Kiev: Ukraine's president promised today to introduce a bill to parliament as early as next week that would offer greater autonomy to rebellious regions in the pro-Russia east, where separatists have been battling government troops for almost five months.
But Petro Poroshenko said the regions would remain part of Ukraine and rejected the idea of federalization, something both Russia and pro-Moscow separatists have continued to push for even after a cease-fire agreement took effect Friday.
The agreement, which was reached in Belarus, "envisages the restoration and preservation of Ukrainian sovereignty over the entire territory of Donbas, including the part that is temporarily under control of the rebels," Poroshenko said during a televised Cabinet meeting.
"Ukraine has made no concessions with regards to its territorial integrity."
Poroshenko said that 70 per cent of Russian troops on Ukrainian territory had been withdrawn since the cease-fire began Friday. He also said that 700 Ukrainian prisoners had been freed from rebel captivity, and expressed hope that another 500 would be freed by the end of the week.
Ukraine and the West have repeatedly accused Russia of fueling the pro-Russian separatists with arms, expertise, and even its own troops, something Russia denies. In late August, NATO estimated that more than 1,000 Russian troops were operating on Ukrainian soil, coinciding with a major rebel campaign to push back Kiev's troops.
The president admitted that "implementing the cease-fire is very difficult," and accused separatists of "provoking" the Ukrainian troops. There have been numerous violations of the cease-fire, and Ukraine says that five servicemen have been killed and 33 injured since Friday.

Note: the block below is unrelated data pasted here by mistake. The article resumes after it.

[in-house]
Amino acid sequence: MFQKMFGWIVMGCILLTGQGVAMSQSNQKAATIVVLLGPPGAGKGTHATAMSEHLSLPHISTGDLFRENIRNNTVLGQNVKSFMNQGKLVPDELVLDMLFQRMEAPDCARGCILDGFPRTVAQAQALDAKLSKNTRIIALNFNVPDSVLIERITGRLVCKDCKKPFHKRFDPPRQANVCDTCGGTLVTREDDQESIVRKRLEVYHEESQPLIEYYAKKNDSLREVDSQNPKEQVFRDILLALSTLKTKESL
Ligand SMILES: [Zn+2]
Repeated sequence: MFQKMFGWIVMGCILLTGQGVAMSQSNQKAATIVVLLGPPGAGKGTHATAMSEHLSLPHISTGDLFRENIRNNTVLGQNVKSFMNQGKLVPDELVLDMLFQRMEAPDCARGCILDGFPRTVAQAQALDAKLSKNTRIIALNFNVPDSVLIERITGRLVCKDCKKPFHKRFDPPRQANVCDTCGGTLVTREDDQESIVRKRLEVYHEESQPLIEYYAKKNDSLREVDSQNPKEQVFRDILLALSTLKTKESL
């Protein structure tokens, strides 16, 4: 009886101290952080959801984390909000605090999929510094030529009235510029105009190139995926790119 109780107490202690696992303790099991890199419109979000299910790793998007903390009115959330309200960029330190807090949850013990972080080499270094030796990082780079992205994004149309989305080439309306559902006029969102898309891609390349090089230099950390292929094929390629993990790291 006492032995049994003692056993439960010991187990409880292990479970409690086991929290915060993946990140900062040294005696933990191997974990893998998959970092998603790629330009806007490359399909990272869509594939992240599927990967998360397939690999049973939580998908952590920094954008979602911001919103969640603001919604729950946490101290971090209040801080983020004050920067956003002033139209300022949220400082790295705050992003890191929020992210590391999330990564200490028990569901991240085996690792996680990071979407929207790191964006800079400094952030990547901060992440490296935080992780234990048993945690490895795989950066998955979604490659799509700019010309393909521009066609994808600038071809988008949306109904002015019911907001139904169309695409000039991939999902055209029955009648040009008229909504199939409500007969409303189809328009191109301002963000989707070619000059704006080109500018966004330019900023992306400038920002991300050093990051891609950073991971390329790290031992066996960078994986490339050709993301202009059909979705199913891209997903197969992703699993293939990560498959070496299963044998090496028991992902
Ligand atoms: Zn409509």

A volley of rocket fire could be heard in Donetsk yesterday, although the local city council didn't report any casualties overnight.
Poroshenko was vague on the specifics of his bill in his speech yesterday. But a previous peace plan laid out in June envisaged protection of the Russian language, joint patrols of federal and local police, and allowing local representatives to give their approval for governors, who are appointed by Kiev.
All of those concessions are minor in comparison to what the separatists want. Many have demanded full independence from Kiev, but even their calls for federalization of Ukraine would require local control over security forces and elections for governor.
But Poroshenko may have difficulty in formulating a bill that is palatable to both the separatists and his parliament, which is gearing up for October elections in a political climate in which the public has been largely supportive of the war in the east.